Crosstalk between the circadian clock and innate immune system in plants
Involvement of the circadian clock in many aspects of human health is well recognised, but circadian input in plant immunity is not as well understood. As agricultural losses from plant disease are significant, fundamental plant health research contributes to the human challenges of providing the increasing population with food. Plant immune pathways include key post-translational events, notably kinase signalling cascades and redox-based modifications associated with oxidative/reductive bursts, which could constitute entry points for clock regulation of defence signalling.
This PhD project uses the interaction between the plant Arabidopsis and the bacterial pathogen Pseudomonas to test the specific points of cross talk between immune pathways and the circadian clock.
Studying crosstalk between the highly complex networks of clock and immune signalling constitutes a challenging project that will develop the candidate in advanced techniques from both fields, including time series luciferase imaging of clock gene expression, detailed qRT-PCR experiments, and immune assays. Additionally, the project will involve substantial amounts of protein biochemistry, including advanced immunoprecipitation techniques. The candidate will take ownership or their projects, show initiative, and communicate effectively between the van Ooijen and Spoel laboratories (clock research and immune research, respectively).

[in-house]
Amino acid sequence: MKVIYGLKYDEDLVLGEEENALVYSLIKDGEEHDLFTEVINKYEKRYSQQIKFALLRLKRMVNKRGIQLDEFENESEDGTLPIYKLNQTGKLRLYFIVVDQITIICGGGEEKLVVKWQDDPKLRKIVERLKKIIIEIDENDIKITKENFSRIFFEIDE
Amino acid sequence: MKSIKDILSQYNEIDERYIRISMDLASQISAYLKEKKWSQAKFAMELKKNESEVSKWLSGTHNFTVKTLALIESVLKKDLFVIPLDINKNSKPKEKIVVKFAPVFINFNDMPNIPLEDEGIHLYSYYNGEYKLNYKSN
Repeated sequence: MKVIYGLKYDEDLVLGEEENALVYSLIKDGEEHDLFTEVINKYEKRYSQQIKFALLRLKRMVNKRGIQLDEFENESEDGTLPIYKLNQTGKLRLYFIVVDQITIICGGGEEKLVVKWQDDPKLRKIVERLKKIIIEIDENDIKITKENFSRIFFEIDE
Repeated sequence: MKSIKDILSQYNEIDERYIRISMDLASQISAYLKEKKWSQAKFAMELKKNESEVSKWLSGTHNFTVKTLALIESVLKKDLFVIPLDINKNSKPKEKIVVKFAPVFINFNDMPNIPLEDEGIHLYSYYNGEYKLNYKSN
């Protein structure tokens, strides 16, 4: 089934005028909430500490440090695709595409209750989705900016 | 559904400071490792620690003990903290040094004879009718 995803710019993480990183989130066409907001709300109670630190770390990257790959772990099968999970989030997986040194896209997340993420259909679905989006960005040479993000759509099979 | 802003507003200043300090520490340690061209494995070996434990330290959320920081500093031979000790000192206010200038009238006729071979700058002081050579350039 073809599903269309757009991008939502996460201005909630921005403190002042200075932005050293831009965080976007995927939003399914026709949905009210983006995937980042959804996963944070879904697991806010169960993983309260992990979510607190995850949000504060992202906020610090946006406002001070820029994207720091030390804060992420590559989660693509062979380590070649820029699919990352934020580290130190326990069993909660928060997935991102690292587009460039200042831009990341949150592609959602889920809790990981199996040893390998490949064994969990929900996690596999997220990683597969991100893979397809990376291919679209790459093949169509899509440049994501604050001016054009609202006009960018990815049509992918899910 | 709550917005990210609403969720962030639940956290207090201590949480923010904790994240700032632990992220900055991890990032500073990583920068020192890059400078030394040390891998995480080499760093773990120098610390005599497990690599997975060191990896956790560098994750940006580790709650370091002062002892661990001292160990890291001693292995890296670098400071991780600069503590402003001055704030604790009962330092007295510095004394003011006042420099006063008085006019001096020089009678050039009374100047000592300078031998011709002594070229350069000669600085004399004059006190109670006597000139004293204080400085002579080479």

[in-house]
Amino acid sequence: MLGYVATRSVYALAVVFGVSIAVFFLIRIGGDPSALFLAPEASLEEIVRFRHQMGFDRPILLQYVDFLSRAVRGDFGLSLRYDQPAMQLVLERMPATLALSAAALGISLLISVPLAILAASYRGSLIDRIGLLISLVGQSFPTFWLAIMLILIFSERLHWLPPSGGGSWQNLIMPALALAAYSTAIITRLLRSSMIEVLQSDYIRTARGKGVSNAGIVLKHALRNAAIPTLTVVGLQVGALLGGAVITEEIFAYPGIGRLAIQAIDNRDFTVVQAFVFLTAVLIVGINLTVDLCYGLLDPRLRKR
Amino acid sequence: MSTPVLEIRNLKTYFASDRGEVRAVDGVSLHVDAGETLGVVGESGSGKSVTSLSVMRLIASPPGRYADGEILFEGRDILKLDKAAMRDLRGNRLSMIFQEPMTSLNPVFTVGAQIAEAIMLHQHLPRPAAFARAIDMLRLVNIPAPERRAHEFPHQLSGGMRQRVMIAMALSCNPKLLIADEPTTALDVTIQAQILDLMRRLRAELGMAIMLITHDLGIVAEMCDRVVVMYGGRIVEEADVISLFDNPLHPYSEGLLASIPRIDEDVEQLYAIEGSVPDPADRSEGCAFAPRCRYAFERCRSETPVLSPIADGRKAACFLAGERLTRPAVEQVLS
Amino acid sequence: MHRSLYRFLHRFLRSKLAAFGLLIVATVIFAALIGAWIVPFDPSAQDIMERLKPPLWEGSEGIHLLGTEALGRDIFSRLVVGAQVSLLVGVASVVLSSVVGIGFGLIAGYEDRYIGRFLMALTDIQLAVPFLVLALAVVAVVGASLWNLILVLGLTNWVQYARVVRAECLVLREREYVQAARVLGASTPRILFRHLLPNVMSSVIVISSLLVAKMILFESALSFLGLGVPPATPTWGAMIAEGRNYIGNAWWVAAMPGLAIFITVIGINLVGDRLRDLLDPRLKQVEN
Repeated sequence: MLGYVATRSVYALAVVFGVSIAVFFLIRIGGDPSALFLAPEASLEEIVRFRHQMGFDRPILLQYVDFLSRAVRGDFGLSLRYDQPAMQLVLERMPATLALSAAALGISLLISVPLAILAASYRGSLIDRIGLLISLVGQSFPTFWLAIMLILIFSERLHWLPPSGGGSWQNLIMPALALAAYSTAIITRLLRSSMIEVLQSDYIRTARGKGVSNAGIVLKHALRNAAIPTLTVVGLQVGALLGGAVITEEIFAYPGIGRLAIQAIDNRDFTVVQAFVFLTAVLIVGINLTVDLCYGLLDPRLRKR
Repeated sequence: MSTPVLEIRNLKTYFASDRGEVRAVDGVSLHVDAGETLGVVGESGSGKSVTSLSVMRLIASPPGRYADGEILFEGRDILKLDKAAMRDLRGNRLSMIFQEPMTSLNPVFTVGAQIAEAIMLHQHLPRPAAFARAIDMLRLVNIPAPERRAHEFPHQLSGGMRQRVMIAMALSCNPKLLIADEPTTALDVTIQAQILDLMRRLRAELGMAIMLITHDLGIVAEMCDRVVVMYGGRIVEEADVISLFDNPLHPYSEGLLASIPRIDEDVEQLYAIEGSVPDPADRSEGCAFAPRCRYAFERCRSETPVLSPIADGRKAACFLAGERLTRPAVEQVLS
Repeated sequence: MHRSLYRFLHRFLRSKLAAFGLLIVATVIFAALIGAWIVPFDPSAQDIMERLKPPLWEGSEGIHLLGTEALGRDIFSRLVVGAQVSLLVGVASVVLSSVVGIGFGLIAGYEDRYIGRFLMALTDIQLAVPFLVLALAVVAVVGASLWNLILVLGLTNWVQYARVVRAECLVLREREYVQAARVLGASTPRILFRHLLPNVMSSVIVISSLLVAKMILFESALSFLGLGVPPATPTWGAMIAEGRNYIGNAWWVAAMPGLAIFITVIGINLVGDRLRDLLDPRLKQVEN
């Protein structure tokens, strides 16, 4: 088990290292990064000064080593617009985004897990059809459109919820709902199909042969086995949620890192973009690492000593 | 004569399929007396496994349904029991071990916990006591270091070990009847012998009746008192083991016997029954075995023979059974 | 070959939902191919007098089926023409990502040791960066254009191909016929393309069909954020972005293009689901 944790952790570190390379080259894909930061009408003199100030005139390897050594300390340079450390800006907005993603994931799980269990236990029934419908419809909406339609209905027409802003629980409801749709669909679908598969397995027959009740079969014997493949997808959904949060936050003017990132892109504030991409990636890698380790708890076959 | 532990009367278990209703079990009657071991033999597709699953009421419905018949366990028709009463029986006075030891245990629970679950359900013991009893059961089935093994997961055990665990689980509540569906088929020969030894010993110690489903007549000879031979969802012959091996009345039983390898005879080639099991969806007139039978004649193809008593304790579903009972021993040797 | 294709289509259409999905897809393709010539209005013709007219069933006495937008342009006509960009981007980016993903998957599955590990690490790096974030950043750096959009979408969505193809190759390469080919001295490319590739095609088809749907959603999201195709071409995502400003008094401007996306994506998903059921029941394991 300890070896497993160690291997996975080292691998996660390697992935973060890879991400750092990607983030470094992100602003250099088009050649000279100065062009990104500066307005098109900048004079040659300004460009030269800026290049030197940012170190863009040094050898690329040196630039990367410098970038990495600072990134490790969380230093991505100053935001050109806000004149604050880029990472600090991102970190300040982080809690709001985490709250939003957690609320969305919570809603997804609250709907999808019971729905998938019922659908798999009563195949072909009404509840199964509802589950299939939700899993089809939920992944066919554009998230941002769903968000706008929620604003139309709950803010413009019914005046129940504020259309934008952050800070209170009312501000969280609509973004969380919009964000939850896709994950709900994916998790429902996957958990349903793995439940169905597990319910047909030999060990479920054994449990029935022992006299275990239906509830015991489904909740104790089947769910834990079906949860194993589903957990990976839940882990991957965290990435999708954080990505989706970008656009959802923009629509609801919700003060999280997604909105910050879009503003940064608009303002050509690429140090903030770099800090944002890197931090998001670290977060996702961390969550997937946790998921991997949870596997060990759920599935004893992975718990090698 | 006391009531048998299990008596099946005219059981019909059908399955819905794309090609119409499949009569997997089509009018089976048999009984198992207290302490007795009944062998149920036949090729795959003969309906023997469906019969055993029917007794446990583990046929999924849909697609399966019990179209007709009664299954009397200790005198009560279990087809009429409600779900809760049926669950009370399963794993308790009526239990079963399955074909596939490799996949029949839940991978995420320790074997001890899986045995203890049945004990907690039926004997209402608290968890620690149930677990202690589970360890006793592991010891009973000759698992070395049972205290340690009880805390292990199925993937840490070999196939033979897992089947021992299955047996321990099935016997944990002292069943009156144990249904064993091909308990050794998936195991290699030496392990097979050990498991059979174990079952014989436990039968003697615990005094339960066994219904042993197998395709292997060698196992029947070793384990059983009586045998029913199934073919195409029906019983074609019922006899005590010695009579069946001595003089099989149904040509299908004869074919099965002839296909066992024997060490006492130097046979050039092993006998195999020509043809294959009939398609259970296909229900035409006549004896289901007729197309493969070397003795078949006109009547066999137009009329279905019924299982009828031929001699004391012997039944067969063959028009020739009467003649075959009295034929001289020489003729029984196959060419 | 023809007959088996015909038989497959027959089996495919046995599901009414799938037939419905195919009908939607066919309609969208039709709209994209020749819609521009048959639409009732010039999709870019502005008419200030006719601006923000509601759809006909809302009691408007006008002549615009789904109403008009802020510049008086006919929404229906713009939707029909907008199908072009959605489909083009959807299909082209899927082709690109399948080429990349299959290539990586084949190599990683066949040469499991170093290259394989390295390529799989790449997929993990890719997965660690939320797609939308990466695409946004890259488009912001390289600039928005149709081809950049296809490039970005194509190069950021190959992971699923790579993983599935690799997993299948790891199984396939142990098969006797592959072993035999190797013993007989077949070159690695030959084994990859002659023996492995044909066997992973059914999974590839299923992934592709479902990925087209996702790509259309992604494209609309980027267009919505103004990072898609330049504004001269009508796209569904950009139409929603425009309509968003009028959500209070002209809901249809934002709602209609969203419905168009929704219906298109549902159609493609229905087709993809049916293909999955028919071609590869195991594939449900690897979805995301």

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Spoel SH & van Ooijen G (2014) Circadian redox signalling in plant immunity and abiotic stress. Antioxidants & Redox signalling, 20: 3024-39
Zheng XY, Zhou M, Yoo H, Pruneda-Paz JL, Spivey NW, Kay SA & Dong X (2015) Spatial and temporal regulation of biosynthesis of the plant immune signal salicylic acid. Proc Natl Acad Sci USA, 112:9166-73
Lu H, McClung CR, Zhang C (2017) Tick tock: circadian regulation of plant innate immunity. Unnu Rev Phytopathol 55:287-311
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FTE Category A staff submitted: 109.70
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